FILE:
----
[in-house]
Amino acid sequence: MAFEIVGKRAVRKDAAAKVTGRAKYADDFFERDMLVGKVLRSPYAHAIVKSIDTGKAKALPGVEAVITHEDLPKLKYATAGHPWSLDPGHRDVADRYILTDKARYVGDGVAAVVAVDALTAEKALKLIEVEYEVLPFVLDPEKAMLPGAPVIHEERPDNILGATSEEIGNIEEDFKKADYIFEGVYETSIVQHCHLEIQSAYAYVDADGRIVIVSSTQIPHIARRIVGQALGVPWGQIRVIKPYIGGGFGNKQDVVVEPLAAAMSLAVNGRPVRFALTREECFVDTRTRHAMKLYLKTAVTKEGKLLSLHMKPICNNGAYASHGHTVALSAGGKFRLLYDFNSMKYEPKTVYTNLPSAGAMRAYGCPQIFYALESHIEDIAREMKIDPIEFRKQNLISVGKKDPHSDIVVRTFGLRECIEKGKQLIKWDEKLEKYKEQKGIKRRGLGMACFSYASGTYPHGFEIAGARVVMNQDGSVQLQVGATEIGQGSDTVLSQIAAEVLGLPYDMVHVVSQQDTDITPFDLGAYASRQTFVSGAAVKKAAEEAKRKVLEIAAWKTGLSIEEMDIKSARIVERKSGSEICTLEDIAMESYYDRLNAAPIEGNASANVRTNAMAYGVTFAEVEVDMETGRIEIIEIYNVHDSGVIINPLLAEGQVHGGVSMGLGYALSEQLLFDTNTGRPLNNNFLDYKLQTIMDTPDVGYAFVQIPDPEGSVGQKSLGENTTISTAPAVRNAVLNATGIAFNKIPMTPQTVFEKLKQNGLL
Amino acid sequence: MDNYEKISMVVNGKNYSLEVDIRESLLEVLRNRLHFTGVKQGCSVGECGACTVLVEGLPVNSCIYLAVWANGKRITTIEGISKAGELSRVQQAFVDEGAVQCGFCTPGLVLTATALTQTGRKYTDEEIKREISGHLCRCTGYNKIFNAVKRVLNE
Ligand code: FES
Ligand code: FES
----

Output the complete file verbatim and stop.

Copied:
[in-house]
Amino acid sequence: MAFEIVGKRAVRKDAAAKVTGRAKYADDFFERDMLVGKVLRSPYAHAIVKSIDTGKAKALPGVEAVITHEDLPKLKYATAGHPWSLDPGHRDVADRYILTDKARYVGDGVAAVVAVDALTAEKALKLIEVEYEVLPFVLDPEKAMLPGAPVIHEERPDNILGATSEEIGNIEEDFKKADYIFEGVYETSIVQHCHLEIQSAYAYVDADGRIVIVSSTQIPHIARRIVGQALGVPWGQIRVIKPYIGGGFGNKQDVVVEPLAAAMSLAVNGRPVRFALTREECFVDTRTRHAMKLYLKTAVTKEGKLLSLHMKPICNNGAYASHGHTVALSAGGKFRLLYDFNSMKYEPKTVYTNLPSAGAMRAYGCPQIFYALESHIEDIAREMKIDPIEFRKQNLISVGKKDPHSDIVVRTFGLRECIEKGKQLIKWDEKLEKYKEQKGIKRRGLGMACFSYASGTYPHGFEIAGARVVMNQDGSVQLQVGATEIGQGSDTVLSQIAAEVLGLPYDMVHVVSQQDTDITPFDLGAYASRQTFVSGAAVKKAAEEAKRKVLEIAAWKTGLSIEEMDIKSARIVERKSGSEICTLEDIAMESYYDRLNAAPIEGNASANVRTNAMAYGVTFAEVEVDMETGRIEIIEIYNVHDSGVIINPLLAEGQVHGGVSMGLGYALSEQLLFDTNTGRPLNNNFLDYKLQTIMDTPDVGYAFVQIPDPEGSVGQKSLGENTTISTAPAVRNAVLNATGIAFNKIPMTPQTVFEKLKQNGLL
Amino acid sequence: MDNYEKISMVVNGKNYSLEVDIRESLLEVLRNRLHFTGVKQGCSVGECGACTVLVEGLPVNSCIYLAVWANGKRITTIEGISKAGELSRVQQAFVDEGAVQCGFCTPGLVLTATALTQTGRKYTDEEIKREISGHLCRCTGYNKIFNAVKRVLNE
Ligand code: FES
Ligand code: FES